Libraries and archives have to play the long game. The key to the usefulness of an archive is the longevity, stability and authority of the information systems it supplies as well as the items it houses. But ultimately to continue existing it needs to be used, it needs to be accessed and supply value. This is the same for all data.
So how do you get on with the long term task of building the authoritative archive and in the meantime deliver interesting data and value?
First up you need to be willing to break up and diversify the data. We can think of the base archival system as our governed ‘one version of the truth’. It’s stable, slow moving, carefully maintained, and governed by standards and policies. The trick is rather than attempting to load that system with every other piece of knowledge, we simply layer it on incrementally as and when it’s created. This opens up the possibility of having various degrees of credibility and authority in the data, which is fine as long as that is explained and the core data is kept safe. Of course this requires that each item is uniquely identified and that the key is used across all the data collections. But once in place, this system opens up some great possibilities, like utilizing the domain expertise of specialist groups or simply a ‘many eyes’ approach, such as how the New York Public Library is using website visitors to help improve the data around their NYC historical maps.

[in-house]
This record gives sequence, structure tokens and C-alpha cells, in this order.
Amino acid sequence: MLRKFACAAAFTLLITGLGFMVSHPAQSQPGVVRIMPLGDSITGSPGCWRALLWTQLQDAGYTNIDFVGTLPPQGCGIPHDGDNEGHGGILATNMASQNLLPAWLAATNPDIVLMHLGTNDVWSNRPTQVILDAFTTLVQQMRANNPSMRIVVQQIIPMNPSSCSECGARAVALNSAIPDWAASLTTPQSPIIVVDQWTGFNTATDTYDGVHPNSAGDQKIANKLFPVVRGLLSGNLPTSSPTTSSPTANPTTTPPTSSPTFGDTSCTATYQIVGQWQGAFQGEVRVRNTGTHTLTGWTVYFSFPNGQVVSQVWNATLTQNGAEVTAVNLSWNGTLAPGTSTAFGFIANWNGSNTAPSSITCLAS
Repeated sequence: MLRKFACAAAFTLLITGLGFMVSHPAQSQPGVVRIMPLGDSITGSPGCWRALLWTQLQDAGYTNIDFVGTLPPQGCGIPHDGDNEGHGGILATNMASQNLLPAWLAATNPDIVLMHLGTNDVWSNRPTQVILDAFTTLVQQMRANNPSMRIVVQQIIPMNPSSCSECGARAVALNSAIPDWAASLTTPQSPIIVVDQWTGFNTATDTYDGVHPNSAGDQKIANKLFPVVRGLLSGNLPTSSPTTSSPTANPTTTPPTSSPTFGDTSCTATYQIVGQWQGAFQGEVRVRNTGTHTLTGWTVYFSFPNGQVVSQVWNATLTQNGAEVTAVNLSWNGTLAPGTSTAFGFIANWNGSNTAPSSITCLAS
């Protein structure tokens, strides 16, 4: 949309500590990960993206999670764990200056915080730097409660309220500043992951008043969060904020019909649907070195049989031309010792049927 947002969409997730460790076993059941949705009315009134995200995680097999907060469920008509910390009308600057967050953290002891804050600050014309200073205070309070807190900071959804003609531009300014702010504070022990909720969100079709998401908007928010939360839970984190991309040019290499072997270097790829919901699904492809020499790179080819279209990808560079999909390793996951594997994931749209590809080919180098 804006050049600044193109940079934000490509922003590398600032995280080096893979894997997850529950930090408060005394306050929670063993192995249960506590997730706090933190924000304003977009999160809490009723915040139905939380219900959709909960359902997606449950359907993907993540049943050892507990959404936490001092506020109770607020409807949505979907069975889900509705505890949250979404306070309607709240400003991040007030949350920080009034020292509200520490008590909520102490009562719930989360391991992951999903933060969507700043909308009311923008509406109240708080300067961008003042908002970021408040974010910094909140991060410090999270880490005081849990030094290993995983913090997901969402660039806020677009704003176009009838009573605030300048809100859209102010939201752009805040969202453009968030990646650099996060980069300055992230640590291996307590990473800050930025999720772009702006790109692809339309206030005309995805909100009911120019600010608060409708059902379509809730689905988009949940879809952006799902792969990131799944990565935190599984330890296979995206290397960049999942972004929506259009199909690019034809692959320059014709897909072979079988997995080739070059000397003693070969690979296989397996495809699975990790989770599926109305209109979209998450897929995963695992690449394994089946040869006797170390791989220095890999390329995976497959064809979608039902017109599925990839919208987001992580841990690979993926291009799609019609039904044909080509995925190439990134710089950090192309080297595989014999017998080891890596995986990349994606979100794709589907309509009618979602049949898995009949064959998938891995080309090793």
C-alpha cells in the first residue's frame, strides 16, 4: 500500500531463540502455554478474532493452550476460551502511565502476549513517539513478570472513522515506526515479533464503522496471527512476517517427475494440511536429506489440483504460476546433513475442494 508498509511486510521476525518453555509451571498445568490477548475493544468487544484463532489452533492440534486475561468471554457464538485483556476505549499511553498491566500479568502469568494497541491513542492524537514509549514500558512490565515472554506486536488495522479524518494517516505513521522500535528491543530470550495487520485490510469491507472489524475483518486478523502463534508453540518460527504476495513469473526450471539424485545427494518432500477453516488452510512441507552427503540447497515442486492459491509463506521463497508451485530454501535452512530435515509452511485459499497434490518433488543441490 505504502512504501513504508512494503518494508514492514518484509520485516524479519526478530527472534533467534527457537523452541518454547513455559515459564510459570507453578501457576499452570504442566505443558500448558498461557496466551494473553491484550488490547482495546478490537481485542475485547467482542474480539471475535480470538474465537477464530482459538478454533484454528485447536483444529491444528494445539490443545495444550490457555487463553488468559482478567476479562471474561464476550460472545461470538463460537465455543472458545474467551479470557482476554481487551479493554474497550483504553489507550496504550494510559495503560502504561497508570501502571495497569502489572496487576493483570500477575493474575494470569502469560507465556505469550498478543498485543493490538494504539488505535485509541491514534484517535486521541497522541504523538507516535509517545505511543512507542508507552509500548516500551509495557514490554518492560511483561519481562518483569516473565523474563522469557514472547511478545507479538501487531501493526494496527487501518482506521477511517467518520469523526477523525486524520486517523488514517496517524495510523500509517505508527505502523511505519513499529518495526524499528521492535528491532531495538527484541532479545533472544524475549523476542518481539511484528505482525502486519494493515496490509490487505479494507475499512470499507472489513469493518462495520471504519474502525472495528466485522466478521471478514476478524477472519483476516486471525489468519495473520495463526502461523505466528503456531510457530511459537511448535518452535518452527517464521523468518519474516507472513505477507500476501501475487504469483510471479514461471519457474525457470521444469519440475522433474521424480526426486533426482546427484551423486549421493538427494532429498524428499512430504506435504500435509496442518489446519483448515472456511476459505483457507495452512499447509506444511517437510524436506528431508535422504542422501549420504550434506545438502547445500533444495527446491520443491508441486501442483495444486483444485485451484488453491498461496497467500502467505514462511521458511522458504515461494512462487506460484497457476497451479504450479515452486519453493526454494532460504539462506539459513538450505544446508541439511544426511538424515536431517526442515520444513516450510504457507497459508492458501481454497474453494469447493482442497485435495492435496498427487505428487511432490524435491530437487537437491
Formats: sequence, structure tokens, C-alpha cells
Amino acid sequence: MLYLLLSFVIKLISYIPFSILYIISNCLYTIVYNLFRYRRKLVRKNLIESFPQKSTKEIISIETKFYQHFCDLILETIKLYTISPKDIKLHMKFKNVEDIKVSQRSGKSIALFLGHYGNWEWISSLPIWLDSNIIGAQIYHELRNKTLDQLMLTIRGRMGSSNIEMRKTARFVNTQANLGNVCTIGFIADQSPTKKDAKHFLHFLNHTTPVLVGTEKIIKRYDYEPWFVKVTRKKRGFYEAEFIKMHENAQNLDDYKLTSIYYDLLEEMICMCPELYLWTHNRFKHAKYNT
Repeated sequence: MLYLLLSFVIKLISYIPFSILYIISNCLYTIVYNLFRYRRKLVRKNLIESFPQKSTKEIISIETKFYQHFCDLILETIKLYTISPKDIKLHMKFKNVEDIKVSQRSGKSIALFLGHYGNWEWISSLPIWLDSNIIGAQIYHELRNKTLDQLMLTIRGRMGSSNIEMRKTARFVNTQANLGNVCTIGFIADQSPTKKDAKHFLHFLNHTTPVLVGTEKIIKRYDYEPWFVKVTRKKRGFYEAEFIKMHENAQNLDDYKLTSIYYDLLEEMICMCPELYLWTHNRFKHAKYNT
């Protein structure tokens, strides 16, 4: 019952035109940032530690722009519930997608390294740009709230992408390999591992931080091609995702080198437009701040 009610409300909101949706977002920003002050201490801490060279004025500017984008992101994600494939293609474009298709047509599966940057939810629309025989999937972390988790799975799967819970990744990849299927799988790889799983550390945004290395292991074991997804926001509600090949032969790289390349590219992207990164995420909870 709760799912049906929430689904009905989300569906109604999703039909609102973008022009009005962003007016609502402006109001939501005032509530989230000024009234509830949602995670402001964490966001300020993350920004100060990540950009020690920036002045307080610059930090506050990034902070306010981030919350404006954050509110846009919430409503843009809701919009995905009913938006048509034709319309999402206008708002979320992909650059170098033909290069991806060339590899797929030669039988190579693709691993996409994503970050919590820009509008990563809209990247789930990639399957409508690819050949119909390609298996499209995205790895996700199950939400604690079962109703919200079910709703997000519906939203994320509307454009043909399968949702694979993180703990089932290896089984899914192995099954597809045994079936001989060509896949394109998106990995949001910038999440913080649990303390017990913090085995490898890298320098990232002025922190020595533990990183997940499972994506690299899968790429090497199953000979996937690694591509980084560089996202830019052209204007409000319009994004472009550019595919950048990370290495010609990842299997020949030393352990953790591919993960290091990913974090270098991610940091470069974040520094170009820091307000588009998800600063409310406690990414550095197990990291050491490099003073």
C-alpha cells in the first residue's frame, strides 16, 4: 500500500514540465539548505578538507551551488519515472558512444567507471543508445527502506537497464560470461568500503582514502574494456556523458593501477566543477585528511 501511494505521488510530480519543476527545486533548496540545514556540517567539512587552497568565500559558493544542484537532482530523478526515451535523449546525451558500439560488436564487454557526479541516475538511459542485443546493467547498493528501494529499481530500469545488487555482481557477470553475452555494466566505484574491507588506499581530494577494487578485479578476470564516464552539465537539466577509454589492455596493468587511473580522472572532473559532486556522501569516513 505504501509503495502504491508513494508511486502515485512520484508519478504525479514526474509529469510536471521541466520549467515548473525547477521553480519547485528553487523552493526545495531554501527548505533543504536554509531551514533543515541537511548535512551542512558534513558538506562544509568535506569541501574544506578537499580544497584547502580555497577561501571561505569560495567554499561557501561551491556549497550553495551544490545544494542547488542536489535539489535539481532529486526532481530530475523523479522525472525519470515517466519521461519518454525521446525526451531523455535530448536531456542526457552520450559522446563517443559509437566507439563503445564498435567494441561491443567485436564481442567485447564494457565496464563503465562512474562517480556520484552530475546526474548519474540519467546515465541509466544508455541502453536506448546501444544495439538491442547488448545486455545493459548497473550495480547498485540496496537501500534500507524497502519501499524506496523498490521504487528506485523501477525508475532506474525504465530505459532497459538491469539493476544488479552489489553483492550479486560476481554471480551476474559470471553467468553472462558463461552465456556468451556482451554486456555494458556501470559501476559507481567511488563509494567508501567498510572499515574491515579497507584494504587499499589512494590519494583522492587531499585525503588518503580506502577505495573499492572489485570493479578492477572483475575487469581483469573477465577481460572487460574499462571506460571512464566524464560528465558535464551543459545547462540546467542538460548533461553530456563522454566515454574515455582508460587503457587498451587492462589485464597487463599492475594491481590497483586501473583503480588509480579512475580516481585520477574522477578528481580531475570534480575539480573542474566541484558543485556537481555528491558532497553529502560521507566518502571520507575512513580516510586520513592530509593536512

Building a visual archive is a long way from most BI and analytics projects but many of the problems faced pertain to any data project. When you start your next data initiative ask yourself:
To finish with, here’s something from the Letterform Archive: it’s the artwork for a hand crafted chart by William Addison Dwiggins, who is often credited with coining the term ‘graphic designer’.